A still from Mitchell Teplinsky's "Soy Andina," which took him over six year to complete.
About this column: Many filmmakers ponder in anguish, How do other people—celebrated people—do it? Am I taking too long to make this documentary? Does everybody spend as much money as I am spending, or am I spending too little? And when filmmakers share their lessons learned in interviews in the glossy trade magazines, their tales seem to follow the arc of otherworldy heroes rather than real documentary makers, i.e. human beings like you and me. So each month, the Doc Doctor will go out into the world (this real world) of filmmakers who are successful and find out how they made it. The “Anatomy of a Film Column” is a chance to learn from filmmakers’ hits and misses in real life examples. —Fernanda Rossi, story consultant a.k.a. the Documentary Doctor
Case Study #11
Soy Andina, produced and directed by Mitchell Teplitsky
Running time: 70 minutes
Logline: Two New Yorkers— an immigrant from the Andes, a modern dancer from Queens — journey to Peru to reconnect with roots and dance.
Location: Peruvian Andes and desert coast; New York City and Paterson, NJ.
Length of shoot: Over a period of five years.
Length of editing: About one year.
Length of time: From first shoot in the Andes to premiere at Lincoln Center: 6-1/2 years.
Source of funds: Personal savings the first year; declined by all major grants; eventually raised $100,000 from 153 individuals and several Peruvian businesses, including a rotisserie chicken chain, a Pisco brandy exporter and an international airline, wooing prospects with sensuous Peruvian dancers and aforementioned Pisco at house parties hosted by impeccably dressed Peruvian Ambassadors and New York lawyers in gorgeous homes that signaled “Hey, we’re successful, so is this project. Get on board, write a check.”
Mitch met title character Nelida Silva back in 1989 a year after she immigrated to New York. They exchanged English-Spanish lessons and became friends. Mitch started attending Nelida’s Peruvian folkloric dance performances and got to know her world. Years later, in 2000, Nelida announced she was returning to her Andean village to host the Patron Saint Festival. Mitch was working at Film Society, had seen a lot of world documentaries, but none about Peru that weren’t about terrorism or Macchu Picchu. He started thinking….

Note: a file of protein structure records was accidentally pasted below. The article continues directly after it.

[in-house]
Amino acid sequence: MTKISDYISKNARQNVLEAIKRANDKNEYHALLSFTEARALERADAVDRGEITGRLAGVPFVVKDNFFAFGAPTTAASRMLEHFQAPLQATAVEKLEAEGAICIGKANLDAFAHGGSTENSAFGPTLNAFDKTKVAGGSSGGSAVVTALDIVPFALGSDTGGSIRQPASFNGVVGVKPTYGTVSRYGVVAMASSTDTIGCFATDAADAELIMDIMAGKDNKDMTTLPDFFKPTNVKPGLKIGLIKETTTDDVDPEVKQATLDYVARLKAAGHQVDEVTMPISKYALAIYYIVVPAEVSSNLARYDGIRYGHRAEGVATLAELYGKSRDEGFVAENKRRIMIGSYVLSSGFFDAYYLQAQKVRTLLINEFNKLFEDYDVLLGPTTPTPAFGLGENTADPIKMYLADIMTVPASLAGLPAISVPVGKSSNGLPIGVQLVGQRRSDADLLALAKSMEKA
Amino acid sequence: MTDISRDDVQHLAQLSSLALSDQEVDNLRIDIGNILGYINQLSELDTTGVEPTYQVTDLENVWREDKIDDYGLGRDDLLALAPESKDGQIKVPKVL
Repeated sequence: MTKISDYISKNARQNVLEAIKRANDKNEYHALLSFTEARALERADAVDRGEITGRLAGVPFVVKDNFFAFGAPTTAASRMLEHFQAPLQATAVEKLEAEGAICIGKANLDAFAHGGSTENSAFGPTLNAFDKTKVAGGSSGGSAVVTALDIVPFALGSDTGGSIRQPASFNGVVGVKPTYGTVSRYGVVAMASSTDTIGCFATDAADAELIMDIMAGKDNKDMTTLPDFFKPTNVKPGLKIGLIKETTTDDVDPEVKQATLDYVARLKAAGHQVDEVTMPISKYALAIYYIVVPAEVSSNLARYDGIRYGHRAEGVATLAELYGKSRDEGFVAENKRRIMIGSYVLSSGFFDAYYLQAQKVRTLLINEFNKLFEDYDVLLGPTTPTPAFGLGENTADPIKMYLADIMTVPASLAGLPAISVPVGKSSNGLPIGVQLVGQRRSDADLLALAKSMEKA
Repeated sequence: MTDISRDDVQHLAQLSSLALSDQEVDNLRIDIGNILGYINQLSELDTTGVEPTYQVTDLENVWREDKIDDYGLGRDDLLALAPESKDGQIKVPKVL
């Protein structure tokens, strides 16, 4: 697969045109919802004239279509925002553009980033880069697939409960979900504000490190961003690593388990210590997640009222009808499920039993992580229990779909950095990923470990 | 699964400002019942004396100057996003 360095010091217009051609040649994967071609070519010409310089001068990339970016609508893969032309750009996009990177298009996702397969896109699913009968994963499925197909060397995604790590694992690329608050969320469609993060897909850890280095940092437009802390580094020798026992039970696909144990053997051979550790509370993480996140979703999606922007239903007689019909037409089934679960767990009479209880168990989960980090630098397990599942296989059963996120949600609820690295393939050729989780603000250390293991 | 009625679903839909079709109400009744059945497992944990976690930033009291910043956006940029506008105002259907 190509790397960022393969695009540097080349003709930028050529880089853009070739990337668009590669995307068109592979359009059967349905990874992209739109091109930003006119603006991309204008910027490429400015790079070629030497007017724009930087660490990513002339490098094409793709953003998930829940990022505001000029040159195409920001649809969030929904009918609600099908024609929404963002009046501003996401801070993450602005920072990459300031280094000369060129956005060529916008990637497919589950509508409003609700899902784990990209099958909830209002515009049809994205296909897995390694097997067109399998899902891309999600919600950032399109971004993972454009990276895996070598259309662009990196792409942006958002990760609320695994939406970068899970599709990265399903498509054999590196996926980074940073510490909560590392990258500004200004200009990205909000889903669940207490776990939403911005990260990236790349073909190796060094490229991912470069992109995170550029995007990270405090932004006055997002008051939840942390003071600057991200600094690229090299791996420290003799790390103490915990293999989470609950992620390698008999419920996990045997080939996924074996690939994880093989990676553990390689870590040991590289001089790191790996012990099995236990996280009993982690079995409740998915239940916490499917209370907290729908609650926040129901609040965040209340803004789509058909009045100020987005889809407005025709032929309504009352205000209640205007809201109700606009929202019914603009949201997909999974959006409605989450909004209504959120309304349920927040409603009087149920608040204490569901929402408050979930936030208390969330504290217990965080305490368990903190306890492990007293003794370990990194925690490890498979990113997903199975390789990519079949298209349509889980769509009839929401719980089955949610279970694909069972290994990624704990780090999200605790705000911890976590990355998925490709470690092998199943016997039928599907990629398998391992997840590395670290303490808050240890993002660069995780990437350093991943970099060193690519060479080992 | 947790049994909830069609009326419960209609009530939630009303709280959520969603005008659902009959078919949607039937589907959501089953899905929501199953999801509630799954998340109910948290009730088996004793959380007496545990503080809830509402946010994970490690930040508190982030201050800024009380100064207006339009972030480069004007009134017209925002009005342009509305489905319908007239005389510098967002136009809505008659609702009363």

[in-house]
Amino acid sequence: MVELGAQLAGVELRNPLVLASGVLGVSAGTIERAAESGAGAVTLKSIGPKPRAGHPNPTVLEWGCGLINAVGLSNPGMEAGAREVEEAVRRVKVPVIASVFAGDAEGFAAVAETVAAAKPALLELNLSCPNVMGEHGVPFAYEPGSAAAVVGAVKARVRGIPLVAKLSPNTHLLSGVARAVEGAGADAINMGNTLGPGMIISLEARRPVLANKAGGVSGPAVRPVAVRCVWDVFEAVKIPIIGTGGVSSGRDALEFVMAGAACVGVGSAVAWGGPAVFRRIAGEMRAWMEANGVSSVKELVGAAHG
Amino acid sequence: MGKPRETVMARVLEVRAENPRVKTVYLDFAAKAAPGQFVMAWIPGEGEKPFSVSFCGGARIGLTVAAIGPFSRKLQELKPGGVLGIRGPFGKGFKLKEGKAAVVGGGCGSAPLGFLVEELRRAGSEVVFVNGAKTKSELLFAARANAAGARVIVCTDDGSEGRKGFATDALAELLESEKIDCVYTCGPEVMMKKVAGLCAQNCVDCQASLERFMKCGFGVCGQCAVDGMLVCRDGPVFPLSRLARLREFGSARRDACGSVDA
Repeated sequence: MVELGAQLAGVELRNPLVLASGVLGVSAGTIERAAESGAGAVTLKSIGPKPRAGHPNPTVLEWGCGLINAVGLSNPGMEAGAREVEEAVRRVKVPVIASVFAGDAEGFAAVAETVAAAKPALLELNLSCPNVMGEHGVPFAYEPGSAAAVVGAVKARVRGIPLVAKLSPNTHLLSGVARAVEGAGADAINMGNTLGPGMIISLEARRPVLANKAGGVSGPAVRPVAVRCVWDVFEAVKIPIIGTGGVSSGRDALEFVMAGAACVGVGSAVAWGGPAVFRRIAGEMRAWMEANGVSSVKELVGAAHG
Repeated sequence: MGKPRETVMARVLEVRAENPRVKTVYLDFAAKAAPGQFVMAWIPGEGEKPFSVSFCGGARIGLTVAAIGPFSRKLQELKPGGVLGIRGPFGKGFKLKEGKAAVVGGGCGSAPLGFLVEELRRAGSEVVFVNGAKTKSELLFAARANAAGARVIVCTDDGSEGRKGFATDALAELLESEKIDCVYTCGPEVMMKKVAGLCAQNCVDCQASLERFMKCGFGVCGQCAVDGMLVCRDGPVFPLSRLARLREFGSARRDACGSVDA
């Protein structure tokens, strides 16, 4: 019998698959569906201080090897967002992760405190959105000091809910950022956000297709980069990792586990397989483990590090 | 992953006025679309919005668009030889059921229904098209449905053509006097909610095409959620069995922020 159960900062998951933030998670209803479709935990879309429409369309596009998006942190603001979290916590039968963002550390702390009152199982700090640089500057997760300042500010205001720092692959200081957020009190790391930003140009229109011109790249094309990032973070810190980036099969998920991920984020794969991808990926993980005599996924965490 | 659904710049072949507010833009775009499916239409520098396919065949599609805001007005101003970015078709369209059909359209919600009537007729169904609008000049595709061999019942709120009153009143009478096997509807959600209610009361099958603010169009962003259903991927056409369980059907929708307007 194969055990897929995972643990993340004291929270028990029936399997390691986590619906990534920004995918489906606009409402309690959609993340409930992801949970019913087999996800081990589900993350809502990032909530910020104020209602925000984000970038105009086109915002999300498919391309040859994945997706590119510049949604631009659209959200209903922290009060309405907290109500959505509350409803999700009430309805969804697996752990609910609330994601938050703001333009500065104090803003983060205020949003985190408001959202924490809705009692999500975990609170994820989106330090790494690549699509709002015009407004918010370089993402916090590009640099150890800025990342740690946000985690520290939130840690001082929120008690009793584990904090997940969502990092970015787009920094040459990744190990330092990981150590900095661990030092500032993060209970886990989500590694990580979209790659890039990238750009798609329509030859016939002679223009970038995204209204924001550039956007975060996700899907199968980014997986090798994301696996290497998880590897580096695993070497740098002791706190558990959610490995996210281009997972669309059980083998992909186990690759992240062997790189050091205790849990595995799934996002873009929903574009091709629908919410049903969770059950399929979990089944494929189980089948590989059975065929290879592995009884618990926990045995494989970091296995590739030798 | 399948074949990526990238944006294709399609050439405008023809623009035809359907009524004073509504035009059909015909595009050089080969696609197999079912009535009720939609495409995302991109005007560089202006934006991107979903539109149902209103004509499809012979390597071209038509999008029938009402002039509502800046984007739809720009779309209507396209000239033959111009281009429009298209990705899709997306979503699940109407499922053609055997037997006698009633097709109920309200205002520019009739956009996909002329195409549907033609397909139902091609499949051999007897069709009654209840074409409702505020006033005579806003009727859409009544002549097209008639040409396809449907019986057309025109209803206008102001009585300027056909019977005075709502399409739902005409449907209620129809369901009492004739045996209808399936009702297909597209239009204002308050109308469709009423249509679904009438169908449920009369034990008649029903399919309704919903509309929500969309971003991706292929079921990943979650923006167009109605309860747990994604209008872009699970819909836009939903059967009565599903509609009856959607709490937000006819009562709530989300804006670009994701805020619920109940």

Film school: Nope. Graduated from University of Pennyslvania with degree in marketing from Wharton Business School, back in the day.
Other studies: Took a couple of documentary production classes at Film/Video Arts (R.I.P.), but mostly learned on the job from great collaborators, especially from his editors and he says, “the legendary Documentary Doctor” (Fernanda blushes).
Beyond academia: Marketing Director, Film Society of Lincoln Center in New York, for six years prior to Soy Andina.
Survival strategy: During the six years it took to complete the film, Peru became more home than New York. Sublet rent-stabilized Manhattan apartment, which provided living expenses in Peru. Ate a lot of prix-fixed ($1-2, but delicious) Peruvian lunches. Did online marketing consulting for other producers and small businesses in between shooting/editing stints.
Previous films: Soy Andina is his first completed movie (not counting Super-8 school projects from the ’70s, “like the sci-fi/eco-disaster movie about the earth’s destruction from pollution that was way ahead of that Al Gore movie”)…. In the ’90s, shot 30 hours of video about his grandmother with the intention of making his first short personal film. “But I was too comfortable with my Lincoln Center job to push myself to complete it.”